No relation to the William Butler Yeats poem and song "Down by the Sally Gardens", this is a lively reel just made for playing at sessions.
The second part has a great "ascending" feel to it which can be emphasised with the right accompaniment. A chord sequence rising in whole tones works well: G Am Bm finishing with a C, a D and back to G.
The Salley Garden’s
Here is a slightly different setting I learned in a workshop in Sligo last summer and have been playing since:
BA|G2DG BAGB|dBeB dBAB|d2Bd efge|dBAB GEDE|
G2DG BAGB|dBeB dBAB|d2Bd efge|1 dBAB G2:|2 dBAB G4||
dggf g2dg|gabg agfg|eaag a2ea|agbg ageg|
dggf g2dg|gabg ageg|d2Bd efge|1 dBAB G4:|2 dBAB G2||
Sally Gardens: a setting with the downbeat shifted along one beat
I’ve made an arrangement where I shifted the downbeat and played around a little with the melody until it fitted. Any comments are welcome!
My dad likes this tune.
Is it just me, or is the end of the third bar in the B part dying to be made into a triplet?
No, it’s definitely gagging to be a triplet. I’ve just played the last two notes in the 1st, 3rd and 5th bars as triplets and it makes them into a cute fluid "chirrup" that playing the notes cleanly just doesn’t.
Can someone post EVERY bit of ornamentation that comes to their head with this tune. When ever I play it at sessions, the way I play it never sounds right. It varies from county to county I think!!!
Variation I mean!!!#
I play it like this
DE|G2DG BAGB|dBeB dBAB|d2Bd efge|dBAB ABAG|
First tune I learned all the way through!
This was probably one of the first Irish tunes I learned.
I learned it on tinwhistle and play it a similar way on the mandolin.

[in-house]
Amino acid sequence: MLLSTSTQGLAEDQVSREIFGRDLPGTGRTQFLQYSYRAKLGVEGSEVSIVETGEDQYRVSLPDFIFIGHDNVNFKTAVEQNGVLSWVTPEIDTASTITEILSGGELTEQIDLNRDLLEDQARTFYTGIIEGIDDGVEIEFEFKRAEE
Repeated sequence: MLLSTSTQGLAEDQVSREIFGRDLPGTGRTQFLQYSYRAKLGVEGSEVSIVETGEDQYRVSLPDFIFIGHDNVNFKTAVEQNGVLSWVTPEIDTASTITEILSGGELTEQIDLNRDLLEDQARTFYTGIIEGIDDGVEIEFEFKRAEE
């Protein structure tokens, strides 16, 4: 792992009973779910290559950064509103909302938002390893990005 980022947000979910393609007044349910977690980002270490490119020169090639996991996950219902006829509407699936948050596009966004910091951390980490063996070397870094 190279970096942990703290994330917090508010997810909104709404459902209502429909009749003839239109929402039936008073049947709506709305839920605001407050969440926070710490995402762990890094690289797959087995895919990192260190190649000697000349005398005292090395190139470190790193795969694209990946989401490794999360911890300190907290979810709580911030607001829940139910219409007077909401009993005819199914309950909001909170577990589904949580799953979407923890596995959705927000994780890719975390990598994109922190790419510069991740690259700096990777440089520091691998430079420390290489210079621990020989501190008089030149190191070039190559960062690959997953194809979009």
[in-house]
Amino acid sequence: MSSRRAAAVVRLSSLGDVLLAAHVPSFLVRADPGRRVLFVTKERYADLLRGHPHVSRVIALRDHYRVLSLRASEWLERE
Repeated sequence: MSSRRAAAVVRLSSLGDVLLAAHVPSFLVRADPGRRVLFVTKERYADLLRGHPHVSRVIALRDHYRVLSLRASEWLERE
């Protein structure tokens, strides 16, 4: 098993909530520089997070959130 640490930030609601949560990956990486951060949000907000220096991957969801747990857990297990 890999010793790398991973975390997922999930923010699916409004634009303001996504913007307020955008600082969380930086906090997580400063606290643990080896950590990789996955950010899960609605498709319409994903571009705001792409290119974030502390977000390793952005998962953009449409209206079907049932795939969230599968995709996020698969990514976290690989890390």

I don’t know, but this tune and the poem "It was down by the Sally Gardens where my love and I did meet—-" are linked in my mind, both because how I played the tune slowly and how sad it sounds. When I speed it up, it turns a sad tune into a somewhat lively and happy one, almost seeming to say: "Hey, bad days happen, but there’s another side to every story."
I love this tune, both because it’s opened up a couple doors for me and I’ve learned alot trying to play it.
Whenever I hear it, the first part starts:
G2DG BdGB | dBeB dBAB
“The Sally Gardens” ~ just what I need right now, an aspirin
Brother Ryan Duns take on it ~ ;-) ~ and does quite a nice job on it too. Now if only he’d work on understanding and managing hornpipes a bit better. :-D
The whistle version on the video is excellent.
It’s identical to the first version I heard played by an English folk musician on a Shand Morino accordion in London in the 1960’s, so it has a certain vintage.
I’m now playing it again on the piano-accordein myself, which is more legato than staccato but the sound of the whistle is much better, it’s "sharper" and immediate - rather like a button-key box, which is more staccato than legato
So who changed the title of this to "Cronin’s", and why ?
Re: The Sally Gardens
Many song/tune titles can be quite mysterious - even impenetrable sometimes - but a sally garden is a willow plantation (genus Salix). Bit of educated slang.